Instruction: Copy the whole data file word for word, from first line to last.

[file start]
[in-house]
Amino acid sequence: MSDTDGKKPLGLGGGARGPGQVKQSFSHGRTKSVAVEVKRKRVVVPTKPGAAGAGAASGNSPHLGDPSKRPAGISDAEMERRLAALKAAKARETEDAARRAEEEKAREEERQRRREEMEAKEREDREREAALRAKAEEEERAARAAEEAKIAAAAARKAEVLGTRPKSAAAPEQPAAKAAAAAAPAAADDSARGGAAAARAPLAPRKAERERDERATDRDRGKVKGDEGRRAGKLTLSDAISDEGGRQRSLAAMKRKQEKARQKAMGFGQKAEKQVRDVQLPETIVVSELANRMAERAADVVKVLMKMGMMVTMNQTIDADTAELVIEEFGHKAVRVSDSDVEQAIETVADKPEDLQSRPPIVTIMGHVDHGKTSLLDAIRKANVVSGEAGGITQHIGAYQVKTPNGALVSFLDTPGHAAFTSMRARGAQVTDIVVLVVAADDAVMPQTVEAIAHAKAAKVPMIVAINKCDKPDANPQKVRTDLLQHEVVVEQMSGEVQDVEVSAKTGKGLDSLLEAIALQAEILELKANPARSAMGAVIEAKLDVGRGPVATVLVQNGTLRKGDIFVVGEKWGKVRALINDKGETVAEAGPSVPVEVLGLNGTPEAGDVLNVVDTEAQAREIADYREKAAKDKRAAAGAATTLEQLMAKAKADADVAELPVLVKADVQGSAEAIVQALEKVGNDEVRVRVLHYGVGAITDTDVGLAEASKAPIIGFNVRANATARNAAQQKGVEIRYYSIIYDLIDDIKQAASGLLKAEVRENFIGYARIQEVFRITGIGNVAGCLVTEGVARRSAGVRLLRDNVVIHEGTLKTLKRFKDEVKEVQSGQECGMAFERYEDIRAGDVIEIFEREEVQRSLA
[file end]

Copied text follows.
[in-house]
Amino acid sequence: MSDTDGKKPLGLGGGARGPGQVKQSFSHGRTKSVAVEVKRKRVVVPTKPGAAGAGAASGNSPHLGDPSKRPAGISDAEMERRLAALKAAKARETEDAARRAEEEKAREEERQRRREEMEAKEREDREREAALRAKAEEEERAARAAEEAKIAAAAARKAEVLGTRPKSAAAPEQPAAKAAAAAAPAAADDSARGGAAAARAPLAPRKAERERDERATDRDRGKVKGDEGRRAGKLTLSDAISDEGGRQRSLAAMKRKQEKARQKAMGFGQKAEKQVRDVQLPETIVVSELANRMAERAADVVKVLMKMGMMVTMNQTIDADTAELVIEEFGHKAVRVSDSDVEQAIETVADKPEDLQSRPPIVTIMGHVDHGKTSLLDAIRKANVVSGEAGGITQHIGAYQVKTPNGALVSFLDTPGHAAFTSMRARGAQVTDIVVLVVAADDAVMPQTVEAIAHAKAAKVPMIVAINKCDKPDANPQKVRTDLLQHEVVVEQMSGEVQDVEVSAKTGKGLDSLLEAIALQAEILELKANPARSAMGAVIEAKLDVGRGPVATVLVQNGTLRKGDIFVVGEKWGKVRALINDKGETVAEAGPSVPVEVLGLNGTPEAGDVLNVVDTEAQAREIADYREKAAKDKRAAAGAATTLEQLMAKAKADADVAELPVLVKADVQGSAEAIVQALEKVGNDEVRVRVLHYGVGAITDTDVGLAEASKAPIIGFNVRANATARNAAQQKGVEIRYYSIIYDLIDDIKQAASGLLKAEVRENFIGYARIQEVFRITGIGNVAGCLVTEGVARRSAGVRLLRDNVVIHEGTLKTLKRFKDEVKEVQSGQECGMAFERYEDIRAGDVIEIFEREEVQRSLA